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Redneck Review:  Grandeur of the Seas

Independent Cruise Tips for the professional at Leisure

April 2008


When she was built in 1996, the Grandeur of the Seas was the latest and greatest, the flagship of Royal Caribbean's new line of large cruise ships.  Now, a dozens years later, the Grandeur is a bit worn and tattered around the edges, and Royal Caribbean has a hard time finding passengers who want to travel on their older, smaller ships.  We sailed on the Grandeur of the Seas on 16 August 2008 to Bermuda.


Exposed wires in passageway


For those who favor a great bargain over good service and food, this is the cruise for you.  Beware, however, that the lowbrow passengers can ruin the illusions that you are on a middle-class sea cruise.  The Grandeur of the Seas is firmly entrenched as a blue-collar redneck cruise.


The Grandeur of the Seas offers spectacular savings over the latest Royal Caribbean ships, up to 40% less, a great attraction for blue collar laborers and those who cannot afford the pricier cruise lines. 


Riding on these low-cost cruises is a great way to re-connect with the bottom 10% of your high school graduating class, and these cruises are perfect if you want to get away and let your hair down.


For more details on how the old scows are being marketed to rednecks and the blue collar crowd, see our notes for pricing cruises for rednecks and the working poor,


Dining is very casual on the Grandeur of the Seas.  At lunch one day, Janet and I were treated to a woman picking at a bloody scab from her brand new shoulder tattoo while their kids ran from table-to- table, screaming and playing grab-ass.  Thankfully, the dining tables are round, so that passengers who chew with their mouths open were not able to toss food particles all the way across the tables, and they landed harmlessly in the bread baskets.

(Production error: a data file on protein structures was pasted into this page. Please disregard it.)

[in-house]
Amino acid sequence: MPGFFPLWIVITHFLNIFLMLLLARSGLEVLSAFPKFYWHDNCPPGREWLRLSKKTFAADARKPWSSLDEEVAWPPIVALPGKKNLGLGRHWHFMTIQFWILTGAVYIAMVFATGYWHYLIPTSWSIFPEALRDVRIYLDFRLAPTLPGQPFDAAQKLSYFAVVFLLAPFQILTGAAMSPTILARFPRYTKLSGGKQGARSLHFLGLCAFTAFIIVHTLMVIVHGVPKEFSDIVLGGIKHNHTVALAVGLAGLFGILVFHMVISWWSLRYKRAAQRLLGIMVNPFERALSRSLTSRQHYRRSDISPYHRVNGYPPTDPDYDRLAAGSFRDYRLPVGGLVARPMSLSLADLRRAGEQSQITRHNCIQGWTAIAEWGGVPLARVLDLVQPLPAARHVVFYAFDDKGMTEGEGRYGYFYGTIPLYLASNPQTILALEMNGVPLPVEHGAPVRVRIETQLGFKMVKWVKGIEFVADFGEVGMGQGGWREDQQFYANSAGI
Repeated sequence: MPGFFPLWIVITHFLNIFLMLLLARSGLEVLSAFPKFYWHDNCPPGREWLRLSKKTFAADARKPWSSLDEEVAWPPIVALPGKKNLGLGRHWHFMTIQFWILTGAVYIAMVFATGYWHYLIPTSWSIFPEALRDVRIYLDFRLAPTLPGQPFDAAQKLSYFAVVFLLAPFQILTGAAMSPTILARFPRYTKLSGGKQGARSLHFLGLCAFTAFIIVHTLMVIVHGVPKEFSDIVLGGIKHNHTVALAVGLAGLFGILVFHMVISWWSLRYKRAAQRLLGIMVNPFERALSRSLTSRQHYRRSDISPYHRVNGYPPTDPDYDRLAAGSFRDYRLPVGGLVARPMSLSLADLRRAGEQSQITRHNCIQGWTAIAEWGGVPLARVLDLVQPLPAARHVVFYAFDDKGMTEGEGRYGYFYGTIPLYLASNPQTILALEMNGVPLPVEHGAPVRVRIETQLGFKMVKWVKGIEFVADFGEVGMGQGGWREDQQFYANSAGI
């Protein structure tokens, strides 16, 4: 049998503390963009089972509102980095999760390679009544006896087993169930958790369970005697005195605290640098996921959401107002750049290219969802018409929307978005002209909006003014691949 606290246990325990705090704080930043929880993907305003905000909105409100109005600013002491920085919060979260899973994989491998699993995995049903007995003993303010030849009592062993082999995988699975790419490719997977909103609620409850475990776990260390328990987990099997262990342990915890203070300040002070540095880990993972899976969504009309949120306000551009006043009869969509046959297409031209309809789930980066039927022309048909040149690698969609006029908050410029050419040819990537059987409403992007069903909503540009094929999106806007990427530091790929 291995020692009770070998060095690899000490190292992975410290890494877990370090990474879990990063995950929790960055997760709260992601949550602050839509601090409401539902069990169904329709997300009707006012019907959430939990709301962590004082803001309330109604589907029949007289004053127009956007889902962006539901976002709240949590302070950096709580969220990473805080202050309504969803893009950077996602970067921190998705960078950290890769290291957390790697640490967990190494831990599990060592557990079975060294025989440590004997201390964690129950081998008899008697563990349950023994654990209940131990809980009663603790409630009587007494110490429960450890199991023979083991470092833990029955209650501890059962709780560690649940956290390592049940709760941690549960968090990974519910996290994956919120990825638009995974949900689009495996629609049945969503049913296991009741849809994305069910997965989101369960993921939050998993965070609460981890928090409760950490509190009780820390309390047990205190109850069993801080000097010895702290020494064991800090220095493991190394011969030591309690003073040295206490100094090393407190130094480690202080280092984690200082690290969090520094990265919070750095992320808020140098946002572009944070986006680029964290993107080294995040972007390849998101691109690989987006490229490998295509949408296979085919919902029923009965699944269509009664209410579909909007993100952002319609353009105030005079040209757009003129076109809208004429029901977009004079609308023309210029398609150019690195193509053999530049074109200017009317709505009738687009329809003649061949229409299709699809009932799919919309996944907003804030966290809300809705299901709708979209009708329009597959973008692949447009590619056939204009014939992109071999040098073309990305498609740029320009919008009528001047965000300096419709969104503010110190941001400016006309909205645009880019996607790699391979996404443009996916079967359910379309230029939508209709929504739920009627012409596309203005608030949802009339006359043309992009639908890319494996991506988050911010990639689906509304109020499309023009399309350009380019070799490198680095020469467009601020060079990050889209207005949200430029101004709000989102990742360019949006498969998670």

The passengers ranged from Blue collar workers, retired professionals, lots of young people with kids and a surprising number of people who were living off of their disability checks.

We met a custodial engineer (a janitor), a cab driver, a fellow on parole (judging from his prison tattoo's), and numerous and sundry people on the dole, including a half dozen sea cows, morbidly obese women who has eaten themselves into a wheelchair in order to get their Social Security Disability checks.


There were also some folks from West Virginia on their honeymoon.



The main purpose of this review is to let everyone know that not all Royal Caribbean cruises are created equal, and the low-cost ships like the Grandeur of the Seas will not have the same level of food and service as the Freedom and Genesis class ships.


The ship itself was worn and frayed around the edges, exposed wiring in the halls, rusty hinges on the promenade deck, and delaminated mirrors everywhere. 

Judging from the slipshod level of repair and maintenance, the Grandeur is seaworthy, but they are not investing it keeping it up to her original glory, so it would not surprise me if the Grandeur of the Seas is not sold to some third-world cruise like like Costa in a few years.



Leave your expectations at the door


To enjoy these lower-class cruises, forget everything you know about cruising, the redneck cruises are in a league of their own.


The Grandeur of the Seas is an even better bargain because it's located at Norfolk Virginia, making it a one-day pickup truck drive from West Virginia.  Upon arrival at the parking lots, we were greeted by a phalanx of fat women sporting shiny gold teeth, barking orders at us like Marine drill sergeants.


As frequent Royal Caribbean customers, we were surprised at the noticeable decline in staff quality, with cabin stewards who could not even speak rudimentary English.  Janet asked for an extra pillow, and our steward disappeared for several minutes (ostensibly to ask what the word "pillow" meant), and returned, telling us to call a number.  She called and requested an extra pillow, promised one, but it was never delivered.